Three 'Bullish' Data Points

by: Cam Hui, CFA

After my recent posts, examples here and here, I have been accused of being overly gloomy, bearish and even Apocalyptic.

Today, I would like to present a number of bullish data points as a change of pace. It's always useful to look at the other side of the story, in order to challenge your own viewpoint. We all suffer from confirmation bias, which is the tendency to find data points or news items that confirm our biases.

In brief, I would like to discuss each of the following points:
  • Insiders are buying.
  • Warren Buffett is buying.
  • Sentiment is getting so bearish that it has reached the public consciousness, which is contrarian bullish.
Insider buying
Insiders are known to be smart investors. Even if they are not trading on material non-public information, which is against the law, their investment activity has on average beaten the market. So the market got very excited when TrimTabs reported last week that insiders were buying at the heaviest pace since May 2008.

Others have jumped on the story by reporting that insider buying activity was heaviest in financials, which is bullish for that sector.

Wait a minute - heaviest buying since May 2008? Wasn't May 2008 before the crash in stock prices? While this group has shown outperformance in the past, insider activity is not a perfect timing indicator and they can be early in their calls. Izabella Kaminsky at FT Alphaville highlighted TrimTab's warning about the less than perfect record of insiders:

But TrimTabs cautions that insiders are not infallible. Insiders were also buying heavily in late 2007 and early 2008, right before the financial crisis intensified.

Warren Buffett is buying
The Oracle of Omaha had been speaking bullishly about the economy and the market in early July. More recently, Fortune publish an interview with Buffett entitled Buffett: The lower stocks go, the more I buy. First, Buffett observed that he sees no recession on the horizon from his read of Berkshire Hathaway's (NYSE:BRK.A) businesses:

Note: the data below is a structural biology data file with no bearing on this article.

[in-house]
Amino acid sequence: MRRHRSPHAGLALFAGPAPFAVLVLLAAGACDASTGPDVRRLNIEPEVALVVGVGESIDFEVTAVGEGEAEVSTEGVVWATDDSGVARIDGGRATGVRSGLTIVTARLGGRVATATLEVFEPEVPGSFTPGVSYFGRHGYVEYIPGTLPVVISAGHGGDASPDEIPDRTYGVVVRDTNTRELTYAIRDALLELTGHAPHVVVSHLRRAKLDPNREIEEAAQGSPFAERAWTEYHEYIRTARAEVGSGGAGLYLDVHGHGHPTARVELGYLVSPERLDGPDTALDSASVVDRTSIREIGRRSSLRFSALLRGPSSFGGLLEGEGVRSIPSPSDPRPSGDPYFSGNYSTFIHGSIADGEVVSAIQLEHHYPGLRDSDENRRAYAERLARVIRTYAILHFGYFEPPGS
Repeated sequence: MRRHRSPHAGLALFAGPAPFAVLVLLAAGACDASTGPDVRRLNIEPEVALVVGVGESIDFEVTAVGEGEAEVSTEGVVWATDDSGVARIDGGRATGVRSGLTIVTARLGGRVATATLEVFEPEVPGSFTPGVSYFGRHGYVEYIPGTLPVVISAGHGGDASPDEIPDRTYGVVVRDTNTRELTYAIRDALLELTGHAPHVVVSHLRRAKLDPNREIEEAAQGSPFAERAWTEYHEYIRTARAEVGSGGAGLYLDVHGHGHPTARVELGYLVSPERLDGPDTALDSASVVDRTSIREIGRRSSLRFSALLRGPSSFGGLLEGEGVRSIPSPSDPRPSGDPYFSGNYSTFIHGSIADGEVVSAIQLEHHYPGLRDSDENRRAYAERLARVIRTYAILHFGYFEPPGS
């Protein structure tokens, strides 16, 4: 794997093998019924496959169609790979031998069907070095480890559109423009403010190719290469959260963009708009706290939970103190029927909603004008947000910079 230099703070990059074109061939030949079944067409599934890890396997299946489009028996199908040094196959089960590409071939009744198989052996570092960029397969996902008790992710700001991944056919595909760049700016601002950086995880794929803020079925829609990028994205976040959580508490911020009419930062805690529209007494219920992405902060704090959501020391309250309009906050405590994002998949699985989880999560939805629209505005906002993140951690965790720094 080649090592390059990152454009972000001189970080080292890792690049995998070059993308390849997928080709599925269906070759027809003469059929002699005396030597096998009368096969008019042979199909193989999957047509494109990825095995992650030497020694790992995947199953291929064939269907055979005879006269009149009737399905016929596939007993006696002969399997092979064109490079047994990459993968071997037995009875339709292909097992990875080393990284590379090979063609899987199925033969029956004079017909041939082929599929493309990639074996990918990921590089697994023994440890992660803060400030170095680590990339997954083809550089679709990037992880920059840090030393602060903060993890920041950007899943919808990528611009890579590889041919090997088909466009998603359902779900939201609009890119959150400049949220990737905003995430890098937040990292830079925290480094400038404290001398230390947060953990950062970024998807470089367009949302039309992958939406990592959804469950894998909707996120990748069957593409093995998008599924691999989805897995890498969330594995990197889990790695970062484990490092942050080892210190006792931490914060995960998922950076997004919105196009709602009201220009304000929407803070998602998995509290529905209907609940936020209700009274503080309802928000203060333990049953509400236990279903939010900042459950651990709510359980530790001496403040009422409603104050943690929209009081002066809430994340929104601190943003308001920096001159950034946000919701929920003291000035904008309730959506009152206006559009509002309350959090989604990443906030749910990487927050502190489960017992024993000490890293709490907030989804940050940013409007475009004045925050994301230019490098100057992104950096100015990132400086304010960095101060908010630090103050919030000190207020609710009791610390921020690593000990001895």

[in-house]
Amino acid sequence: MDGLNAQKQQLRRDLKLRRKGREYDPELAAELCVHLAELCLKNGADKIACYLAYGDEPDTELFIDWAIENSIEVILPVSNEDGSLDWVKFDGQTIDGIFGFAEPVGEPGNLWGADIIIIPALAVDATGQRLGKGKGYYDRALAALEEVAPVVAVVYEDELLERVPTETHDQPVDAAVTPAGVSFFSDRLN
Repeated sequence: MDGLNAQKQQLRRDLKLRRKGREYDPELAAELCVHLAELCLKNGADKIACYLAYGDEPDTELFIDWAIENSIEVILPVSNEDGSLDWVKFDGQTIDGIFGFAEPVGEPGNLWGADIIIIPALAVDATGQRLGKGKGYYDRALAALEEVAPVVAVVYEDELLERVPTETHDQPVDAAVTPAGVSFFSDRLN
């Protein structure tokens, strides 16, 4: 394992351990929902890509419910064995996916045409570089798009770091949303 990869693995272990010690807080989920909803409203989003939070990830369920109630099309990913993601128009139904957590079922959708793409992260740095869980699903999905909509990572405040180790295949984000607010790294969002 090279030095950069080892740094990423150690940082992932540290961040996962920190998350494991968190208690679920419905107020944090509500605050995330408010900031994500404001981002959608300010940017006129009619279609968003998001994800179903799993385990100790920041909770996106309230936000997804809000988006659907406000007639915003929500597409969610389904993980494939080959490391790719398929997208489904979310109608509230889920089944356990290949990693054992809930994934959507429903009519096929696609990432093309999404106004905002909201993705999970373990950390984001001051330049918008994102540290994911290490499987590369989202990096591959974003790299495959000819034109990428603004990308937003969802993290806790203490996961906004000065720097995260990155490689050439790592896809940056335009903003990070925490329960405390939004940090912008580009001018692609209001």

Up until right now, all of our businesses have been coming back---even Europe isn't doing that badly---except for businesses relating to home construction which is on its rear end. [Importantly Buffett did say that if events continue like the last few weeks it will change things.] Business has been coming back steadily, even more than the mood of the public.

He went on to say that they are buying stocks and issuing Berkshire bonds in the process:

In the meantime, Buffett is looking to buy stocks -- oh, and apparently to sell Berkshire bonds too. Berkshire is reportedly taking advantage of record low rates and issuing bonds to raise dirt-cheap capital. For Buffett right now at least, this is not a time for fear. This is a time for action.

Are stocks really cheap on an absolute basis or are they just cheap relative to bonds? I don't pretend to be as smart an investor as Warren Buffett, but respected value investor Jeremy Grantham of GMO recently wrote that fair value on the S&P 500 is no more than 950.

There is a case to be made that bonds are expensive, especially after the Fed intervened to say that they would keep rates low for another two years (which would encourage a borrow-short-lend-long carry trade). Marc Faber agrees with this assessment:

I personally think the Treasury market (NYSE:TLT), the long-dated, are a bubble and it will be one of the worst investments for the longer term if you buy a 10-year, a 30-year U.S. Treasury so I’m a bit puzzled that Treasuries are now yielding, are essentially near record lows. I would rather sell Treasuries.

In that case, could Berkshire be issuing cheap debt to buy stocks in order to arbitrage the difference in expected returns?

Consensus is getting too bearish
The final bullish data point that I have is the contrarian magazine cover indicator. Yesterday, I wrote about the risks in Europe, but look at this Time Magazine cover:

When the story gets to the popular mainstream press such as Time, is it time to buy?

My inner bear doesn't have a good answer to that question, other to point to this technical analysis study from Goldman Sachs (ht: ZeroHedge) indicating that when the VIX spikes to the high 40s, as it did last week, it usually either marks an intermediate term bottom or a sideways consolidation pattern in the market. The report, however, does cite the risks to Europe as part of their forecast.

Sentiment analysis seems to be the most compelling from the bullish viewpoint. Given the risks in the system, my best guess is that the market is likely to be choppy but move sideways after this oversold relief rally is complete.